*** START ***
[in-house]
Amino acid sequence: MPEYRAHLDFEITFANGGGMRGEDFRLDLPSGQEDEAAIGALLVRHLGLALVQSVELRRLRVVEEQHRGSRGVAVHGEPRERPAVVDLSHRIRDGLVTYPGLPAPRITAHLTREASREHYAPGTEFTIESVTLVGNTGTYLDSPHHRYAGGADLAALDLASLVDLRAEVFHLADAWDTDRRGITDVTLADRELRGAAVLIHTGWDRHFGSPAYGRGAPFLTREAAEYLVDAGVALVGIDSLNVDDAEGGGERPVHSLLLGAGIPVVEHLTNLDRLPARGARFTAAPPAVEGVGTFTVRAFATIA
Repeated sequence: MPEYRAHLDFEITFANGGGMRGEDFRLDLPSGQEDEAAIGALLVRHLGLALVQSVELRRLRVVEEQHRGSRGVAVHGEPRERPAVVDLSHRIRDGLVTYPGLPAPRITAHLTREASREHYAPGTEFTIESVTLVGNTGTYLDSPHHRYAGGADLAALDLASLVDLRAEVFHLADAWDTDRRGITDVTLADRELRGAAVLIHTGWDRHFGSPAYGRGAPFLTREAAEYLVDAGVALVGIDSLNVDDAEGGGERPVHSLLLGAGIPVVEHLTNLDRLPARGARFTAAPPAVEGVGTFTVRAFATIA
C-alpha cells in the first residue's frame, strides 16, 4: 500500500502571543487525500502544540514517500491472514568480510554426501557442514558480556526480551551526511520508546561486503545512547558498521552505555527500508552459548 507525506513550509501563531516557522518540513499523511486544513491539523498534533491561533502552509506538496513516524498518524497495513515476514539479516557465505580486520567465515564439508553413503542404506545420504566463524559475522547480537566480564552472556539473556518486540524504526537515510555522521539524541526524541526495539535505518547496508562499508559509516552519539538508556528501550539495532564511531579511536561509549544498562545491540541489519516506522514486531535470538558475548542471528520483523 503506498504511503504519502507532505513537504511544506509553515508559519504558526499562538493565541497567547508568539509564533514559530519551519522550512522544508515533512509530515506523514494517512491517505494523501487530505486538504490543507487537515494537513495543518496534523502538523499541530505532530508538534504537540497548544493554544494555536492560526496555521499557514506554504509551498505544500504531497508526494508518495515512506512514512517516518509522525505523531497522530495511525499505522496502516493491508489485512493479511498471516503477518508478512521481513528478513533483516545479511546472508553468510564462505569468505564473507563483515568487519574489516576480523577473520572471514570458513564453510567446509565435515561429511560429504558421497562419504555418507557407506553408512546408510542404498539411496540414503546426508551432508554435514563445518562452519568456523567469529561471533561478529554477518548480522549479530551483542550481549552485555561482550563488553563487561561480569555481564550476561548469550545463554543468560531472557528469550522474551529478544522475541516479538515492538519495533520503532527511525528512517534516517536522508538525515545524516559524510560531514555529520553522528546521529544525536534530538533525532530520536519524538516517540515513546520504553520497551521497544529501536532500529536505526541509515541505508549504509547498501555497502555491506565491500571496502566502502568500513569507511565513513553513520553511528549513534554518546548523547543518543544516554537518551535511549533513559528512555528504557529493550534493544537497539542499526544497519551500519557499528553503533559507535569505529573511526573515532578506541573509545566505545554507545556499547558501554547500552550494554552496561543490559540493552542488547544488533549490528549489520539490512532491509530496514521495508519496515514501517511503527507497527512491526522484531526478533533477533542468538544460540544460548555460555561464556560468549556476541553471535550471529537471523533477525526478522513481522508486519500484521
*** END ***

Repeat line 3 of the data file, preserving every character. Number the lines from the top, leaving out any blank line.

Repeated sequence: MPEYRAHLDFEITFANGGGMRGEDFRLDLPSGQEDEAAIGALLVRHLGLALVQSVELRRLRVVEEQHRGSRGVAVHGEPRERPAVVDLSHRIRDGLVTYPGLPAPRITAHLTREASREHYAPGTEFTIESVTLVGNTGTYLDSPHHRYAGGADLAALDLASLVDLRAEVFHLADAWDTDRRGITDVTLADRELRGAAVLIHTGWDRHFGSPAYGRGAPFLTREAAEYLVDAGVALVGIDSLNVDDAEGGGERPVHSLLLGAGIPVVEHLTNLDRLPARGARFTAAPPAVEGVGTFTVRAFATIA